Special Issue "Advanced Modelling in Water Resources Using GIS and Remote Sensing Techniques"
Deadline for manuscript submissions: 31 December 2021.
Interests: land use and cover; 3D mapping; image classification; predicting; climate change; SWAT model; GIS applications; surface temperature
Interests: droughts and water availability; hydrologic modeling; water resources management; trends; wavelet transform; TRMM products
Special Issues and Collections in MDPI journals
Interests: evapotranspiration estimation; aquifer recharge; recharge estimation; SEBAL; MODIS; hydrodynamic characterization
Remote sensing data play an important role in the hydrological scientific community, mainly for overcoming and compensating for the limitations of observed data at regional and global scales. Currently, remotely-sensed data are being used in many applications related to water resources, such as rainfall, soil moisture, evapotranspiration, drought risk, water runoff-erosion modelling, groundwater, landslide, surface water inventory, and snowmelt runoff forecasts. The research in water resources using remotely-sensed data also has a great deal of relevance for studies related to climate change and global habitability. In this Special Issue, advanced techniques for estimation and modelling using GIS and remote sensing data in water resources will be presented.
Priority studies about novel techniques for quantifying and analyzing spatial distributions with the use of new products obtained by remote sensing or automated techniques, to improve the spatial knowledge of phenomena related to the hydrological cycle, are welcome. Combining geographical data from multiple spatial, spectral and thematic scales to quantify changes and their spatial patterns are also among our priorities. Issues related to spatial error distributions, as well as the detection of false changes through time, are of particular interest.
Papers showing novel and/or relevant techniques to study water resources management or some interesting applications in all subfields of the hydrological sciences will be considered. Well-prepared review papers are also welcomed.
Topics of interest may include, but are not limited to:
- Droughts and Water availability
- Evapotranspiration estimation and Hydrologic modeling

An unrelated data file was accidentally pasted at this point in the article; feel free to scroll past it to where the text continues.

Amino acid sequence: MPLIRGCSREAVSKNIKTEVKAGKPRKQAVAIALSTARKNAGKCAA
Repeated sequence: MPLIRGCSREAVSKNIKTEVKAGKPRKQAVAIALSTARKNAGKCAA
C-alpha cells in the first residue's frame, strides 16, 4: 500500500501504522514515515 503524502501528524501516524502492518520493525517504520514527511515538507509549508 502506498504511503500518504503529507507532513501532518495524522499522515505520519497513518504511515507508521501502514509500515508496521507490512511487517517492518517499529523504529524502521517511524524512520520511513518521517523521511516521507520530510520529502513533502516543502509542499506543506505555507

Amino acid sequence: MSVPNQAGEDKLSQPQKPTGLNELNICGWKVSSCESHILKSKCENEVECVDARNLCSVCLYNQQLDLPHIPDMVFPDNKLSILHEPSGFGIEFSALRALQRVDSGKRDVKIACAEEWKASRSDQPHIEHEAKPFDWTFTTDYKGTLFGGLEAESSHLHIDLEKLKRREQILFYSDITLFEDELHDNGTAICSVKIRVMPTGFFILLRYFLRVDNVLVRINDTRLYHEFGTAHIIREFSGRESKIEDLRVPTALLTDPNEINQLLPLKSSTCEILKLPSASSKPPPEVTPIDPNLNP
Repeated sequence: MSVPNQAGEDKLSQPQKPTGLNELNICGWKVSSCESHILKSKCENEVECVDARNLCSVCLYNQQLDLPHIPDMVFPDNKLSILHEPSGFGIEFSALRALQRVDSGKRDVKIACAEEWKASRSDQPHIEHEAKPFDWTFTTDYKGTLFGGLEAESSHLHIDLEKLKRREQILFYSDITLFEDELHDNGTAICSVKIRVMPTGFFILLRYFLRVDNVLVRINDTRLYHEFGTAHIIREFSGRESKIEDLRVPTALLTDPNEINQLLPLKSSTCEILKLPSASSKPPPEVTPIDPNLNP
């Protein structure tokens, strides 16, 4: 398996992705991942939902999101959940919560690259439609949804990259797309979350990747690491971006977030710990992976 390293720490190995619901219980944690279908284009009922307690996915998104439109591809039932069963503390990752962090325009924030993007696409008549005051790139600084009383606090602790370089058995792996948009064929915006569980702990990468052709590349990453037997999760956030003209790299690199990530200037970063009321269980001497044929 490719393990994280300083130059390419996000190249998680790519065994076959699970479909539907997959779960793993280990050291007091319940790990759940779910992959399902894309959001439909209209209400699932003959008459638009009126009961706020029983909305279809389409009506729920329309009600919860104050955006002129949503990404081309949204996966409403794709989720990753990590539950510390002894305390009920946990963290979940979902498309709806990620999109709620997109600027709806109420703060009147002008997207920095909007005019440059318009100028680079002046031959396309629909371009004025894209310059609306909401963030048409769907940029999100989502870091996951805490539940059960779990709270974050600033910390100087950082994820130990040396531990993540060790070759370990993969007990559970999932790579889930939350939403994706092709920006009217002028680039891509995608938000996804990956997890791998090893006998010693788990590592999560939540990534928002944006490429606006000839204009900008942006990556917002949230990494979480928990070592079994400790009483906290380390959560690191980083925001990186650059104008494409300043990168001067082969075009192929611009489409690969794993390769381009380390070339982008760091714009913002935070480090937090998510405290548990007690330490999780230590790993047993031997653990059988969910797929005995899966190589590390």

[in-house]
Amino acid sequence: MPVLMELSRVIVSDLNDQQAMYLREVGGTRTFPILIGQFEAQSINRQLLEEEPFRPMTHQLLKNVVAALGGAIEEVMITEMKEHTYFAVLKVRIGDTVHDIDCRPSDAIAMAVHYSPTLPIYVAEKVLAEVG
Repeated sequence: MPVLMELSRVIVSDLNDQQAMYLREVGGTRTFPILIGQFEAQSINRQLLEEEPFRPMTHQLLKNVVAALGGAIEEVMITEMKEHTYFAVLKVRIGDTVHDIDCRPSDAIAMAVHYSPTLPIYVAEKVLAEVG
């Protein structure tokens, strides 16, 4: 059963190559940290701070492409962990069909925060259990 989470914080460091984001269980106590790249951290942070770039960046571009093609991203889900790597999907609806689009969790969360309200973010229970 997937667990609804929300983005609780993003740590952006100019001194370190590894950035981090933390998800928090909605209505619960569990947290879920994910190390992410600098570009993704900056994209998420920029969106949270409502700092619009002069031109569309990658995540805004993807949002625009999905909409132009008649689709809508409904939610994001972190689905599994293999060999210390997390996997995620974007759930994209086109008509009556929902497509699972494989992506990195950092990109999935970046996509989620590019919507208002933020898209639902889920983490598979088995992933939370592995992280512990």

- Land use predicting
- Snow cover and glacial lands
- Water resources management
- Groundwater mapping
- 3D mapping, Drone and high resolution images
- Classifications and applications using Drone images
Dr. Richarde Marques da Silva
Dr. Celso Augusto Guimarães Santos
Dr. Victor Hugo Coelho Rabelo
Manuscript Submission Information
Manuscripts should be submitted online at www.mdpi.com by registering and logging in to this website. Once you are registered, click here to go to the submission form. Manuscripts can be submitted until the deadline. All papers will be peer-reviewed. Accepted papers will be published continuously in the journal (as soon as accepted) and will be listed together on the special issue website. Research articles, review articles as well as short communications are invited. For planned papers, a title and short abstract (about 100 words) can be sent to the Editorial Office for announcement on this website.
Submitted manuscripts should not have been published previously, nor be under consideration for publication elsewhere (except conference proceedings papers). All manuscripts are thoroughly refereed through a single-blind peer-review process. A guide for authors and other relevant information for submission of manuscripts is available on the Instructions for Authors page. Remote Sensing is an international peer-reviewed open access semimonthly journal published by MDPI.
Please visit the Instructions for Authors page before submitting a manuscript. The Article Processing Charge (APC) for publication in this open access journal is 2400 CHF (Swiss Francs). Submitted papers should be well formatted and use good English. Authors may use MDPI's English editing service prior to publication or during author revisions.
- land use and cover
- 3D mapping
- climate change
- surface temperature
- hydrologic modeling